Tissue and radio-protective effects of ginger

Many extracts and fractions of Z. officinale have been known to protect against chemically-induced tissue damages. For instance, it has been shown by two researchers, Yemitan and Izegbu  that pretreatment of mice  with an ethanol extract of the rhizome of Z. officinale and oil extracted from the plant were successful in ameliorating paracetamol-induced acute hepatotoxicity or carbon tetrachloride and acetaminophen. The radioprotective property of the hydroalcoholic extract of ginger rhizome  was under research in mice given the extract at an intraperitoneal dose of 10 mg/kg, once daily for five consecutive days before exposure to 6–12 Gy of gamma radiation, and were monitored every day to 1 full month post-irradiation for the development of signs of radiation sickness and mortality.Ginger protection  in ginger rhizome against radiation lethality was confirmed by the authors of similar studies in a subsequent publication. Pretreatment of mice lowered the high rate of radiation sickness,the mortality, and protection of  mice from gastrointestinal as well as bone marrow syndrome.The dose reduction factor for Ginger rhizome was found to be 1.15. The optimum protective dose of 10 mg/kg Ginger rhizome was 1/50 of the LD50  in500 mg/kg.It has been shown that ginger extract mitigates the neuro-behavioral impacts of gamma radiation-induced conditioned taste aversion in Sprague–Dawley mice.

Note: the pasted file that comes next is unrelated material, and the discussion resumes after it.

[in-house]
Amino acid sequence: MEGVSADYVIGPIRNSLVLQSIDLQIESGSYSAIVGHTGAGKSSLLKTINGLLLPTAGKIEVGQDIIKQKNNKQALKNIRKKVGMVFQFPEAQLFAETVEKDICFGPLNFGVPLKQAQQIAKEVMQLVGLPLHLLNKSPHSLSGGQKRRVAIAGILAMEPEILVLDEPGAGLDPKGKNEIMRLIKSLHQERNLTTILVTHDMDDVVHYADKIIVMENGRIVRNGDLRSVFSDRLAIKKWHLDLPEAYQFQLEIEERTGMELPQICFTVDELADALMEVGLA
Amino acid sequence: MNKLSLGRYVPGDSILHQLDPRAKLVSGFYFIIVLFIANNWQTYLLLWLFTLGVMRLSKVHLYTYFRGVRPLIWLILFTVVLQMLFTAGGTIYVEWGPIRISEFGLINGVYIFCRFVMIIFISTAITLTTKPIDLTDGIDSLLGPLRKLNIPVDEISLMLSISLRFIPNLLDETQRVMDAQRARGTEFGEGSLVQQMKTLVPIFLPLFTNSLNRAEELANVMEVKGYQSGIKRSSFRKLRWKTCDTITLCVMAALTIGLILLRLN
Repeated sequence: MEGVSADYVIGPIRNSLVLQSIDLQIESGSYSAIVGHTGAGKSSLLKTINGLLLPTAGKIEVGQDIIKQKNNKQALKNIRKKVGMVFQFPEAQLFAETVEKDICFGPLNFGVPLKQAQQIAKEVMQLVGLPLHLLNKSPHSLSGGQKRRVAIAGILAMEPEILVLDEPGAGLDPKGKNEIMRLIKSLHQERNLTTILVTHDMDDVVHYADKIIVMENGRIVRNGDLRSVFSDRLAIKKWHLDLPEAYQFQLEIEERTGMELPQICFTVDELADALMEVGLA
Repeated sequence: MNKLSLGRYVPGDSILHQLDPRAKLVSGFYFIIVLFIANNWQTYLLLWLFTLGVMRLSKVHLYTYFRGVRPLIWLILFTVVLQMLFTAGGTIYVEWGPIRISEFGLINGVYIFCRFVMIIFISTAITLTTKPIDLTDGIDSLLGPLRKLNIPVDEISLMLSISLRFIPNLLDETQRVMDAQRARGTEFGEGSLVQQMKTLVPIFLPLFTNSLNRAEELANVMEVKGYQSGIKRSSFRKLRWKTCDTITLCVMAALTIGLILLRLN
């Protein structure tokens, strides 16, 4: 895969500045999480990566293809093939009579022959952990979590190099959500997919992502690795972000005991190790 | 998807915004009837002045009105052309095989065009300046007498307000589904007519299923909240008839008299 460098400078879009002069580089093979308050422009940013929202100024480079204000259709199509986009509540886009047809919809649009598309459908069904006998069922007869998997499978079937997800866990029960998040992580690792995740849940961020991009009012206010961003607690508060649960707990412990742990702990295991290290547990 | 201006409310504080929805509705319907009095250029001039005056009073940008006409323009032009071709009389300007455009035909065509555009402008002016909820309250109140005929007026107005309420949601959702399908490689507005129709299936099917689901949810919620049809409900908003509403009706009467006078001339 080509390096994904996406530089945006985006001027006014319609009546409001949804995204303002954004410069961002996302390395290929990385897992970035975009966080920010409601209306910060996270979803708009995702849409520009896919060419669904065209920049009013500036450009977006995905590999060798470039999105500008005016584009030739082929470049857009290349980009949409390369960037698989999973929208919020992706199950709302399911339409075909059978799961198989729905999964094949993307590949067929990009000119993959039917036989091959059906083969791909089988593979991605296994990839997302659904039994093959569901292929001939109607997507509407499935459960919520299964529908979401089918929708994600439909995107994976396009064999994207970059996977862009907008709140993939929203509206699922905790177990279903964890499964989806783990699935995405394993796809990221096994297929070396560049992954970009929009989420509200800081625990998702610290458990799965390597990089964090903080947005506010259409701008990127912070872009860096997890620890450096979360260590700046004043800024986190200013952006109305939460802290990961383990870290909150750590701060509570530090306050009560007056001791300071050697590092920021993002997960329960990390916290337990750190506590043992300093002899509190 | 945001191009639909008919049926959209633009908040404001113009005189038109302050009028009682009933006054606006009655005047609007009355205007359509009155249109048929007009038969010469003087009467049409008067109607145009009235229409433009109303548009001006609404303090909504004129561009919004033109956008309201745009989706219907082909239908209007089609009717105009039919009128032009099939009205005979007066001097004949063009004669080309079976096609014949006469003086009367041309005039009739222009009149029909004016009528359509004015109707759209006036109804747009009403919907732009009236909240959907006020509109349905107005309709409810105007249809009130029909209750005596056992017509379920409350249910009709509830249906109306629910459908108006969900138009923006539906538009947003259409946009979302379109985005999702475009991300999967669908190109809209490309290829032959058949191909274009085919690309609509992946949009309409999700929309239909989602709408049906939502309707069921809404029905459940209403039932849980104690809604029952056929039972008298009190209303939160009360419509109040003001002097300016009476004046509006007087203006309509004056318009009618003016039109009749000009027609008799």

The general effects of ginger chemistry


The total management of the extract 1 h prior to  2-Gy gamma irradiation was positive in blocking the saccharin avoidance response for five post-treatment observational days, both in a dose- and time-dependent condition,with 200 mg/kg b.w., i.p., being the most effective dose.Recently, a special group of scientists investigated the role of a ginger hydroalcoholic extract as a gastroprotective agent in radiation-induced taste aversion (CTA) learning and emesis in mice, and shown that the extract had succeeded in protecting the mice against CTA to a rate comparable to the standard anti-emetic drugs ondasterone and dexamethasone.The ways of this gastro-protection have been suggested to be multifactorial that encompasses anti-oxidant, neuromodulatory and radioprotective mechanisms and finally concluded that ginger may be a pharmacological agent that can safely and effectively mitigate the early damage produced in cells and tissues by ionization.


Anti-oxidant effects of ginger


Many scientific journals has shown that ginger is endowed with strong in vitro and in vivo anti-oxidant characterstics. The antioxidant effects of ginger has been taken the major major possible mechanism for the protection of  the plant against toxicity and lethality of radiation and a number of toxic agents such as carbon tetrachloride and cisplatin and as an anti-ulcer drug. Recently, it has been shown that [6]-gingerol is endowed with powerful anti-oxidant effects of ginger both in vivo and in vitro, in addition to strong anti-inflammatory and anti-apoptotic activities .This makes ginger to be  very effective agent for prevention of ultra violet B (UVB)-induced reactive oxygen species production and COX-2 expression, and a likely systematic therapeutic agent against UVB-induced skin disorders.


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